This lesson focuses on the primary evidence from the time to describe and explain what life was like for slaves on American plantations in the 19th century. The lesson begins with a desk jigsaw that the students must put together and attempt to work out the topic of the lesson. They then use the source material as a DBQ to identify, describe, explain and analyse. This works well to develop their historical skills.
The lesson resources are differentiated by level of activity that match the respective lesson objectives and by the amount of resources they must use for the DBQ. You can use the same with the whole class or if you have a very widely varied ability level you can give out the relevant sheets to match each student. The top ability are encouraged throughout to consider a sources reliability based on the origin, nature and purpose. However, I think all students can begin to do this and evaluate the sources in front of them.
***Lesson contains: **
Simple lesson plan
A 20 slide animated powerpoint with notes for teacher direction where needed.
3 differentiated source DBQs with differentiated tasks.
This is a two page worksheet with information on the family dynamics of the Plains Tribes at the time of European expansion. It covers briefly how marriage worked in the tribes as well as the roles of parents, children and grandparents. There are 6 comprehension and thinking questions and a table to complete comparing similarities and differences to modern family life.
A simple and straight addition to any unit on the indigenous people of the Americas or a s stand alone lesson. May also be of interest to those studying world religions in RE as a comparison activity.
In this activity, students have to evaluate the impact of certain events during the English Civil War on the two sides. Beginning with the Roundheads they must decide how much each event impacted their fortune in war.
Print the graph on A3 size paper and cut out the events cards with one set per pair.
Once the students have done that for the Roundheads they must move the cards around the graph to show how the same events impacted the Cavaliers. As an extension I ask my students to think outside the box. For example how would these events impact on a peasant woman that worked for a Monarchist?
The aim to get our young people thinking about the effect the same events can happen on different people depending on their background and personal experience. It can also be used to discuss ‘key turning point’ and ‘to what extent…’ questions
Then I ask them to write up their findings in an extended answer using the P.E.E.L. structure.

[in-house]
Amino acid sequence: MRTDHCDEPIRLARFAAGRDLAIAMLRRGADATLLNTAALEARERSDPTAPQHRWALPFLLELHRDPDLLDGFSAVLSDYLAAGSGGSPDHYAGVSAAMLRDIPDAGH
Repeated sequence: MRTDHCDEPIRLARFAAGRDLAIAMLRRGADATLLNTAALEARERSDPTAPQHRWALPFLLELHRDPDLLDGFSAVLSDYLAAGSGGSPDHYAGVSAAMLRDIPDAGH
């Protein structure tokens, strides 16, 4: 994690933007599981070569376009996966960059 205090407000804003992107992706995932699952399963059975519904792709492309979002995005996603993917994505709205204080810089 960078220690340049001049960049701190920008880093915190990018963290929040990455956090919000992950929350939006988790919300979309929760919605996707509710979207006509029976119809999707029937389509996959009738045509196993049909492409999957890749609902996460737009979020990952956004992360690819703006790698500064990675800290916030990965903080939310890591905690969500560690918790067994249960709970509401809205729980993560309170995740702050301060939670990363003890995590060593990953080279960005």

Can your students beat the puzzle code and find out at least three causes of American intervention in Vietnam?
This is an interesting way to introduce the topic of the conflict in Vietnam. It is also perfect as a bell ringer or as home work.It is an interesting topic and works well as a bell ringer or introduction to the topic. The paragraph students must decipher includes the domino theory, the weakness of President Diem and the initial civil war.
Students have to work out the letter/number code and fill in the paragraph accordingly. Each letter of the alphabet has been randomly assigned a number. The students must use the four already provided to try and work out what the rest says.
I introduce an element of competition to keep my classes focused. Not only do they have to fill in the paragraph they must pick out at least 3 key facts and be the first to tell me as the teacher.
Keeps the students heads down and learning something right until the end of term!
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Can your students decide what happened to the Mary Celeste and all of her crew?
In this lesson they will compare and evaluate 12 possible theories before deciding on the most likely scenario as the ‘winner’. They will then justifying their decision both verbally and in writing. The lesson works as a knockout tournament, comparing two theories at a time. They must apply the background in formation presented to them along with the theories to come up with the most plausible answer. It is great for developing higher order thinking skills especially when they have to tease out the strengths and weaknesses of each idea. It also provides me with some fabulous display ideas using the students work!
The lesson contains:
- 23 slide powerpoint.
-12 Theory cards (on powerpoint to be printed off in handout mode and cut out - they are in colour and black and white to help you save some ink!)
- 2 page background information handout.
- 3 page detailed lesson plan
- Tournament structure handout (also on powerpoint in colour and Black and white)